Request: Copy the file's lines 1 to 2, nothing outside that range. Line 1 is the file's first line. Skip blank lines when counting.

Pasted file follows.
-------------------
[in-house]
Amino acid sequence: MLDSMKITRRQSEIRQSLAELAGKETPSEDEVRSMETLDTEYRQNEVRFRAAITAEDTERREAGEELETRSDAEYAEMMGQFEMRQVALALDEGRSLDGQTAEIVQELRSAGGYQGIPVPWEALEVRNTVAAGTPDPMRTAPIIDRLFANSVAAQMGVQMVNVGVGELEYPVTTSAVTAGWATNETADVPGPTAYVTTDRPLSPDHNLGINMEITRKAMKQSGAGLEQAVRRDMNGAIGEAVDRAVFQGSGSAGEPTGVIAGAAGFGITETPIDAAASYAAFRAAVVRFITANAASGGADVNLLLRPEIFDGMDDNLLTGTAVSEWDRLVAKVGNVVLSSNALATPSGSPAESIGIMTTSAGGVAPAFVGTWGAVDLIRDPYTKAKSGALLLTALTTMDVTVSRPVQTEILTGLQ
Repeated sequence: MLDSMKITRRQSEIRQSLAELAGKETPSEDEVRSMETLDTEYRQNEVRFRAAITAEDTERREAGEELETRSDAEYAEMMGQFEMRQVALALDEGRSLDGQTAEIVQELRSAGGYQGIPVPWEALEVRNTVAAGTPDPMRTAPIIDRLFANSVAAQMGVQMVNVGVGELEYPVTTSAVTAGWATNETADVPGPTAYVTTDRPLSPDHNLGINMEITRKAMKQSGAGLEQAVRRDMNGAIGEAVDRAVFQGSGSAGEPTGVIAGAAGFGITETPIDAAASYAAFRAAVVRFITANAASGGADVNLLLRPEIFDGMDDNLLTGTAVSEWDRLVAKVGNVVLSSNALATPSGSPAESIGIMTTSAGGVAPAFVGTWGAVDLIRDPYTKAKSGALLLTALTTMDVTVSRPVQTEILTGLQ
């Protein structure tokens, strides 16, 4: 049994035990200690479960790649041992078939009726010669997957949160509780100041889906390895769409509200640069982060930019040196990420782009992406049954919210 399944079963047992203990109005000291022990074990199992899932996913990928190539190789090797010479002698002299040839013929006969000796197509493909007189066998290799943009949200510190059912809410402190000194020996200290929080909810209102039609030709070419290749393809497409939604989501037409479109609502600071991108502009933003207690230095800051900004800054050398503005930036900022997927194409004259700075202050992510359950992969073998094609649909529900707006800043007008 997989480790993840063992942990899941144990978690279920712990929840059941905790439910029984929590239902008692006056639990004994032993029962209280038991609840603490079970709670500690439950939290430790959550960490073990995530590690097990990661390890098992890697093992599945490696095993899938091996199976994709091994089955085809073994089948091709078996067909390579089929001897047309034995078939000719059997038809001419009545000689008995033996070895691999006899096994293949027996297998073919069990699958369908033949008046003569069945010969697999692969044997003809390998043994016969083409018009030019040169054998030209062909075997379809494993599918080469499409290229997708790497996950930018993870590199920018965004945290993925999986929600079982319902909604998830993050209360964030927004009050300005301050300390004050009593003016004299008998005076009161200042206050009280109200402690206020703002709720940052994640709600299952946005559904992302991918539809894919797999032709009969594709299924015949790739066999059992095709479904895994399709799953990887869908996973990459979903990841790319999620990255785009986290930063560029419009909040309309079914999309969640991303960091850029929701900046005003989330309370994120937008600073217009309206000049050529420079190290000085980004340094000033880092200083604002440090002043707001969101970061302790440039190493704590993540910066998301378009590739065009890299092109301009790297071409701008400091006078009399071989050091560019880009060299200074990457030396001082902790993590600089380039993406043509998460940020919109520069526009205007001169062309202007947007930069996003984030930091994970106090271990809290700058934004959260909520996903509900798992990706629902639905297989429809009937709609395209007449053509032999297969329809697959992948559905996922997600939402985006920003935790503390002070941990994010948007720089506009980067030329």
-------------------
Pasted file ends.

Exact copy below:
[in-house]
Amino acid sequence: MLDSMKITRRQSEIRQSLAELAGKETPSEDEVRSMETLDTEYRQNEVRFRAAITAEDTERREAGEELETRSDAEYAEMMGQFEMRQVALALDEGRSLDGQTAEIVQELRSAGGYQGIPVPWEALEVRNTVAAGTPDPMRTAPIIDRLFANSVAAQMGVQMVNVGVGELEYPVTTSAVTAGWATNETADVPGPTAYVTTDRPLSPDHNLGINMEITRKAMKQSGAGLEQAVRRDMNGAIGEAVDRAVFQGSGSAGEPTGVIAGAAGFGITETPIDAAASYAAFRAAVVRFITANAASGGADVNLLLRPEIFDGMDDNLLTGTAVSEWDRLVAKVGNVVLSSNALATPSGSPAESIGIMTTSAGGVAPAFVGTWGAVDLIRDPYTKAKSGALLLTALTTMDVTVSRPVQTEILTGLQ